“Dry Aging” is the process of resting to which beef is subjected to its progressive aging, in controlled temperature and humidity environments for a prolonged period of time.
For maturation, only high-quality pieces are used since the process requires meats with a large fat content uniformly distributed (marbling index).
The key to “dry aging” is to achieve a greater concentration of flavor and a smoother texture. The minimum recommended time for an optimum maturation process is three to four weeks, during which time each piece of meat undergoes a significant reduction in weight in the drying process.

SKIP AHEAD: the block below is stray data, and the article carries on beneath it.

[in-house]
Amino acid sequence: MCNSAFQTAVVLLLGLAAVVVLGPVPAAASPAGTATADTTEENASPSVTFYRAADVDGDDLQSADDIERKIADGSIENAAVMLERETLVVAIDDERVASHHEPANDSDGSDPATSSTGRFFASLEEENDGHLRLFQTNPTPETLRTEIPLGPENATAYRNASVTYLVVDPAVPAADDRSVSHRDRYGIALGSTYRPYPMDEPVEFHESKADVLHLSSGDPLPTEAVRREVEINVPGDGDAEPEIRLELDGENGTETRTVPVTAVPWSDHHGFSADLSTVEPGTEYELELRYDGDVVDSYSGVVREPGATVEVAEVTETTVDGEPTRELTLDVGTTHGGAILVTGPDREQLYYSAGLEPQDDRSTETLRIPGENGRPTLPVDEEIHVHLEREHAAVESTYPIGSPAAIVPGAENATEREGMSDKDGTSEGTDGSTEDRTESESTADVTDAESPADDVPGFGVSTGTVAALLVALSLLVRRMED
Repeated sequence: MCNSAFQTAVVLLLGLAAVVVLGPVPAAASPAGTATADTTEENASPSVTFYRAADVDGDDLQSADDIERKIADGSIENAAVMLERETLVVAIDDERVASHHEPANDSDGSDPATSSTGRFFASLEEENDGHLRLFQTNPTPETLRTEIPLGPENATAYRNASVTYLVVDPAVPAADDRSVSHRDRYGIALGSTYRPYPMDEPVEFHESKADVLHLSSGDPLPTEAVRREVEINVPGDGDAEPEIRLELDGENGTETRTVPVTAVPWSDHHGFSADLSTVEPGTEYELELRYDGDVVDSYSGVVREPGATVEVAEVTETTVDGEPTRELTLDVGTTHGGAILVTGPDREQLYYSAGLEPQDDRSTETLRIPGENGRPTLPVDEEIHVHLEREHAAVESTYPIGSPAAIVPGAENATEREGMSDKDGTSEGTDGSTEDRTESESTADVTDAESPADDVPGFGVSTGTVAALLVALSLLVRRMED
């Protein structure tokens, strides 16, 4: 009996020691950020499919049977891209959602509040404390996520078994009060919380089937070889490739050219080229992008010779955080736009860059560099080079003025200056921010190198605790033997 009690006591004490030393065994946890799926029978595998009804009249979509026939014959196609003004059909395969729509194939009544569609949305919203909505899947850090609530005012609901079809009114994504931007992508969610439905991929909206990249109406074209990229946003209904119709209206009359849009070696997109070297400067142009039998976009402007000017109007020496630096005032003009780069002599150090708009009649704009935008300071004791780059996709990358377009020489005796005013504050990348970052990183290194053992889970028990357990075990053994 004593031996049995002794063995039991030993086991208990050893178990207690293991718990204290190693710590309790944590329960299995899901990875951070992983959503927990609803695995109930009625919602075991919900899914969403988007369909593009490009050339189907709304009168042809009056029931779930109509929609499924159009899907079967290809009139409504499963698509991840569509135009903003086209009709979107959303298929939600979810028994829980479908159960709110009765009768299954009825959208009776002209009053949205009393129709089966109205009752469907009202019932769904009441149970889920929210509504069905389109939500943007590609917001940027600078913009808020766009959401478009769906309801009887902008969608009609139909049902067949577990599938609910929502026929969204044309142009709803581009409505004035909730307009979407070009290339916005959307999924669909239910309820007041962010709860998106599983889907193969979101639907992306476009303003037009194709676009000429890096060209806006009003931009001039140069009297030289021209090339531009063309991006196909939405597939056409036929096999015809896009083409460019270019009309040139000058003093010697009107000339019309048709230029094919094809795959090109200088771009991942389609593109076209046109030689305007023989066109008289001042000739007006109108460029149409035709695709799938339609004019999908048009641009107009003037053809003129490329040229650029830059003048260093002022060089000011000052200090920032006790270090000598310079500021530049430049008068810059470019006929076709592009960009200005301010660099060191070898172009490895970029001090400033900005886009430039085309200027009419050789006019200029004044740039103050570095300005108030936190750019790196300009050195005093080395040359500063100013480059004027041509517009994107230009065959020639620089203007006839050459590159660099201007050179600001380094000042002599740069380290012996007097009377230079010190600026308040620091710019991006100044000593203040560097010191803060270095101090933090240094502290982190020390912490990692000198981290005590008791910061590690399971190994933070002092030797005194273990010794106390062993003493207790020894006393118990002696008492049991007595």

The process manages to improve meat in two ways:
The process of dry-aging usually also promotes growth of certain fungal (mold) species on the external surface of the meat. This does not cause spoilage, but rather forms an external “crust” on the meat’s surface, which is trimmed off when the meat is prepared for cooking. These fungal species complement the natural enzymes in the beef by helping to tenderize and increase the flavor of the meat. The genus Thamnidium, in particular, is known to produce collagenolytic enzymes which greatly contribute to the tenderness and flavor of dry-aged meat.